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Wildcat strike

Posted by ESC on May 23, 2003

In Reply to: Wildcat strike posted by James Briggs on May 23, 2003

: : How did the phrase wildcat strike originate? Thank you, Saxon

: 'Strike' originated as follows. As a guess,'Wildcat' has been added as a suitable adjective to indicate that the strike is not 'official'.

: This is another with a nautical background. The Strike in this instance is the one used to strike (lower) the sails on a sailing ship. A crew which was in dispute with an owner simply refused to strike the sails and the ship could not move. The word in this sense was first recorded in 1768.

Mr. Henderson agrees with your origin for "strike." I have another origin for the "wildcat" part.

WILDCAT STRIKE - The origins of "wildcat strike" go back to a bankrupt bank in the 1830s that had a panther or wildcat on its banknotes. Since 1838, wildcat meant "a hastily formed and financially precarious, or speculative, bank." "Wildcat strike" dates to 1943, "an unauthorized strike having been called an 'outlaw strike' since 1920," according to "Listening to America" by Stuart Berg Flexner (Simon and Schuster, New York, 1982).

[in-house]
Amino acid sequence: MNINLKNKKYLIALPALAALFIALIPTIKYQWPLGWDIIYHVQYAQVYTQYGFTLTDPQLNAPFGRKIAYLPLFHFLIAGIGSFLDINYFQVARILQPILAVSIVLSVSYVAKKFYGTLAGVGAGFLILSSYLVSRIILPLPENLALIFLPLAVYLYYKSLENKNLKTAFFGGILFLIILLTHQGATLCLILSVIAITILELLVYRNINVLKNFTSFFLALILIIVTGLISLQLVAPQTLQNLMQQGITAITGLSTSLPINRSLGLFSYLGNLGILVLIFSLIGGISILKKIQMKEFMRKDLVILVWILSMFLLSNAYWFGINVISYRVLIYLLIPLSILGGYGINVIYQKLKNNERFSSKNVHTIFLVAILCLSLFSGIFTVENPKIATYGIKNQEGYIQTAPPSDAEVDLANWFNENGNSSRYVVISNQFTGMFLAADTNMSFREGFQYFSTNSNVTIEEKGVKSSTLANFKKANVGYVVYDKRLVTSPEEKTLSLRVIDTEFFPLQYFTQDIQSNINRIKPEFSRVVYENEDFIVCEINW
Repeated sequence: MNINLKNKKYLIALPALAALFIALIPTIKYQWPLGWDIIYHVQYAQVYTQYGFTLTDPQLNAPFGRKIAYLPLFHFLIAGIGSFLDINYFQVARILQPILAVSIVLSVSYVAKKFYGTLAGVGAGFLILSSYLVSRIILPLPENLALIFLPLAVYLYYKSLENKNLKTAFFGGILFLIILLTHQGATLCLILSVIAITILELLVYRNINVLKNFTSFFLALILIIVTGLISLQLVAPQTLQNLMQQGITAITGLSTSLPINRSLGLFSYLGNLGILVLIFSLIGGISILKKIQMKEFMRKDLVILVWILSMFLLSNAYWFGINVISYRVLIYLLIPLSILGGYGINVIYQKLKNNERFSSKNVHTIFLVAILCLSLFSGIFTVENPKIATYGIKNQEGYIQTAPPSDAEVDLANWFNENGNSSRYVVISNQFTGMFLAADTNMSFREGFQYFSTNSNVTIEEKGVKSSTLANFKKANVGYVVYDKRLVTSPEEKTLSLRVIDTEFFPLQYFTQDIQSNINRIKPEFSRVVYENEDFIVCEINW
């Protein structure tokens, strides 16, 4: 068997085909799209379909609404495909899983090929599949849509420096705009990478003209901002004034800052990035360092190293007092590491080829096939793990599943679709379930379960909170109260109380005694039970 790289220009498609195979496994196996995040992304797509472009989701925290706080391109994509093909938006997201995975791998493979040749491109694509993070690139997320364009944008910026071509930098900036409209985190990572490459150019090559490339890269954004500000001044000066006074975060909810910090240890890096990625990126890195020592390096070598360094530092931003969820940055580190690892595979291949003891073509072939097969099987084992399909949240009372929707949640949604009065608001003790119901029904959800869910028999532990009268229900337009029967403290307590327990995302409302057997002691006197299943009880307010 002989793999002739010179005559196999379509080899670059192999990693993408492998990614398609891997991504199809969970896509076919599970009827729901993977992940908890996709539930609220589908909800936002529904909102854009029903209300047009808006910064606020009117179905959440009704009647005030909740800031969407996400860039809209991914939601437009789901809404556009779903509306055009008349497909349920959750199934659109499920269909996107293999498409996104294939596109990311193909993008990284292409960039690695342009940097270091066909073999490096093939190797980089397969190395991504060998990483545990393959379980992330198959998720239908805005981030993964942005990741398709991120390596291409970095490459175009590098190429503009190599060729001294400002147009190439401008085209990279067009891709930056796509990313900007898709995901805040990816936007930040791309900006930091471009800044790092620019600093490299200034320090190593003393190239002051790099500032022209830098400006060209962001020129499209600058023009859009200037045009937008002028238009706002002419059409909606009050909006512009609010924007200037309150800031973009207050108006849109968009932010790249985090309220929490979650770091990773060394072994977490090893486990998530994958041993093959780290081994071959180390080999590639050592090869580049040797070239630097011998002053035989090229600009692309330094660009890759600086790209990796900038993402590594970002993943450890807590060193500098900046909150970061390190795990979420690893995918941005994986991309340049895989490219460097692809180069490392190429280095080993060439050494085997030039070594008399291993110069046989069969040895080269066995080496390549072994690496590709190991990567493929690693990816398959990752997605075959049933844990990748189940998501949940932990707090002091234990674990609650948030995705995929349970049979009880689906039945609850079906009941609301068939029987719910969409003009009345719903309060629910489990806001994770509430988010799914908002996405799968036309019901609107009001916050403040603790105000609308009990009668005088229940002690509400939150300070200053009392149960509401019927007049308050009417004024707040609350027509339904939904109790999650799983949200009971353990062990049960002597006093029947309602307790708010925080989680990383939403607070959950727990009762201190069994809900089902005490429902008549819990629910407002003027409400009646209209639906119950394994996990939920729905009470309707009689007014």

Another source says, "wildcat - A wildcat venture, such as a wildcat oil well, is generally a speculative one. The word 'wildcat' here comes from the term 'wildcat bank,' which originally referred to a Michigan bank that went bankrupt in the 1830s and had on its banknotes a prominent picture of a panther or wildcat." From "Encyclopedia of Word and Phrase Origins" by Robert Hendrickson (Facts on File, New York, 1997).

A wildcat travels alone and you can hear it crying off in the distance. That probably helped reinforce the image.